CROSS JOINS - promiscuity extreme!
© Laurenz Albe 2021


For many people, “cross join” is something to be afraid of. They remember the time when they forgot the join condition and the DBA was angry, because the query hogged the CPU and filled the disk. However, there are valid use cases for cross joins which I want to explore in this article.

What is a cross join?

The term comes from relational algebra, which also calls the Cartesian product between two relations cross product and denotes it by A × B. This is the most basic kind of join: it combines every row of one table with every row of another table.

A simple example:

Table ATable B
John1989-08-24Roman RoadKexborough
Paul2001-10-03Earl StreetFitzwilliam

The cross product of the tables would be:

A × B
John1989-08-24Roman RoadKexborough
Paul2001-10-03Roman RoadKexborough
Claude1996-04-18Roman RoadKexborough
John1989-08-24Earl StreetFitzwilliam
Paul2001-10-03Earl StreetFitzwilliam
Claude1996-04-18Earl StreetFitzwilliam

Cross join in SQL

There are two ways to write the cross join of A and B in SQL.

A comma separated list in the FROM clause:

SELECT name, birthday, street, city
FROM a, b;

With the explicit CROSS JOIN syntax:

SELECT name, birthday, street, city

What is problematic about cross joins?

Cross joins are the most basic joins, and you can think of an inner join as a cross join with an additional filter condition. Of course, PostgreSQL doesn’t calculate inner joins that way. It uses more efficient join strategies.

If you write your joins using a comma separated table list (like in the first example above), an inner join and a cross join look very similar. The only difference is a WHERE condition. Now it is a frequent mistake to forget a join condition when you develop an SQL query. The result of such an omission is that you get way more result rows than you reckoned with: a cross join between two tables with a million rows each would result in a trillion rows!

Such a query will run forever. If the query contains an ORDER BY clause, the database server has to cache the whole result set in order to sort it. Since this result set doesn’t fit into memory, PostgreSQL will start writing temporary files to hold the data. These temporary files can fill up the disk. As soon as the query runs out of disk space, PostgreSQL rolls it back and deletes the temporary files. However, if the timing is bad, even a short out-of-disk condition can cause the database server to crash.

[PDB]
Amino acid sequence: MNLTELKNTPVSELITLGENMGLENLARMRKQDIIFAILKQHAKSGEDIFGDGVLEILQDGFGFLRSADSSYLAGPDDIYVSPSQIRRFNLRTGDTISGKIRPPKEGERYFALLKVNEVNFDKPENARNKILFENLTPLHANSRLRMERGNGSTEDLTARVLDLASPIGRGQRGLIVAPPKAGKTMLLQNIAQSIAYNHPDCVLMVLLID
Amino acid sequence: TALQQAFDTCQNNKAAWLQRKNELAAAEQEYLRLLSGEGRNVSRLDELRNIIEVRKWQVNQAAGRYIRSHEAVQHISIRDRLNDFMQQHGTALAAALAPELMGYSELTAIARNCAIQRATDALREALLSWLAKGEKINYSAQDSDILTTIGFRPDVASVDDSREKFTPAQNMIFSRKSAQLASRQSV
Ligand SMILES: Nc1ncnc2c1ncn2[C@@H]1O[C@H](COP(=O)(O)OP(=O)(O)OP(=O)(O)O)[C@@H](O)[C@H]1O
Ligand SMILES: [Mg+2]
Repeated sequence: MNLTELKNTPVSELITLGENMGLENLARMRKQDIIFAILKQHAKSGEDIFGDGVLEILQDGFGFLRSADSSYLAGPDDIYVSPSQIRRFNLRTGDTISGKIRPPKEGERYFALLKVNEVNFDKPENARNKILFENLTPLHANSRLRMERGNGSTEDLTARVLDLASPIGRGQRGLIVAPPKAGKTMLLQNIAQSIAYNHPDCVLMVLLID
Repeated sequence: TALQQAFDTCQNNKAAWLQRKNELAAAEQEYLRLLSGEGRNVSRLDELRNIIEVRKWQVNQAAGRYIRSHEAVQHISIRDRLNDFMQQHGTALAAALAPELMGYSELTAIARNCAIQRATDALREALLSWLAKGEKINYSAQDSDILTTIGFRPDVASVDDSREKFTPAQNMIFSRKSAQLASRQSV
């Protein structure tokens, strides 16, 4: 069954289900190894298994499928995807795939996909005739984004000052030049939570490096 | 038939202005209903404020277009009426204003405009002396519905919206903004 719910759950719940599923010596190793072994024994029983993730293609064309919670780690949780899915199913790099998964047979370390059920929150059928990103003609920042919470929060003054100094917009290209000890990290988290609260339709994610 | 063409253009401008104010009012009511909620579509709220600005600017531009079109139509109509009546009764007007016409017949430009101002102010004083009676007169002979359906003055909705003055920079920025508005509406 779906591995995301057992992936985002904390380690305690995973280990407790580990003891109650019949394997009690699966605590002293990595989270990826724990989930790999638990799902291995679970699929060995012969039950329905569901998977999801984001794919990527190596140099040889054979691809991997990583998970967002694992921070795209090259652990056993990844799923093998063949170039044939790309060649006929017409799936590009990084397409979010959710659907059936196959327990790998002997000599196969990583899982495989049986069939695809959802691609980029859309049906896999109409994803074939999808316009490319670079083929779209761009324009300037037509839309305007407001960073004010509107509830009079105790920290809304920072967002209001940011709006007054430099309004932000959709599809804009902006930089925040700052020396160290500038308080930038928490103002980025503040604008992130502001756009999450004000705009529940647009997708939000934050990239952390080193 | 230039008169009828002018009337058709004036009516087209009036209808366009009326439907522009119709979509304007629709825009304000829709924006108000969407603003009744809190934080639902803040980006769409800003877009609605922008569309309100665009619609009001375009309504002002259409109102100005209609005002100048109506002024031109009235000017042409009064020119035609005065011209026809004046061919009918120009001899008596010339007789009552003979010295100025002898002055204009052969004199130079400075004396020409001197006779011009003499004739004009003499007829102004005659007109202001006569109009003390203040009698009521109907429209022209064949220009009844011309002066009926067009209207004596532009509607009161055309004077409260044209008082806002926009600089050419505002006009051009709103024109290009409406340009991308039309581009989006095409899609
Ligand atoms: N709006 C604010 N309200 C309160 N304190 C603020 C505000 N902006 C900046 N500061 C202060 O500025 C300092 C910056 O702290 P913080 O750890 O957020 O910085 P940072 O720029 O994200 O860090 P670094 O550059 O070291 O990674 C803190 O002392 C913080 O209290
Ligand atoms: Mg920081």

How can I protect myself from unintended cross joins?

Never use the “comma separated list” syntax to write joins!

If you write your inner joins as a JOIN b, it is a syntax error to omit the join condition (ON or USING). A cross join is then explicitly written as CROSS JOIN and cannot happen by mistake.

Valid use cases for cross joins

The above sounds pretty discouraging, but there are situations when a cross join is just what you need. In the following, I present two typical cases:

Lateral cross join

In a lateral join, a join relation (an expression or subquery) can refer to earlier entries in the FROM clause. This is very often used in combination with table functions: if you want to join a row with all the table function results that belong to it, you use a lateral join. In that case,  LATERAL already implies that each row is only joined to the function results that belong to it, so there is no need for an extra join condition.

Here is an example (not recommended for your production database!):

   id bigint PRIMARY KEY,
   data jsonb

   (1, '{ "key": ["five", "six"] }'),
   (2, '{ "key": ["pick", "up", "sticks"] }');

Then the arrays could be unpacked with a lateral expression like this:

SELECT, j.elem
FROM mytab
      jsonb_array_elements_text( -> 'key'
      ) AS j(elem);

 id |  elem  
  1 | five
  1 | six
  2 | pick
  2 | up
  2 | sticks
(5 rows)

Joining with a “variable”

Sometimes you have a more complicated or expensive expression that you want to use in several places with one query. In that case, it can be a good idea to write a common table expression. You have to use that CTE in the FROM clause, typically with a cross join:

WITH config AS (
   SELECT language, preview_lines
   FROM config_data
   WHERE username = current_user
SELECT d.line
FROM description AS d
   CROSS JOIN config AS c
WHERE d.topic = 'SQL joins'
  AND d.lang = c.language
  AND d.line_nr <= c.preview_lines
ORDER BY d.line_nr;


You don’t need cross joins very often, but sometimes they do come in handy.

Avoid the “comma separated list” join syntax, so that you don’t get cross joins by mistake. Such a statement can run forever and use up your database machine’s resources.

 In case you need help to run your database in the most efficient way possible, CYBERTEC offers 24/7 support services to customers around the world.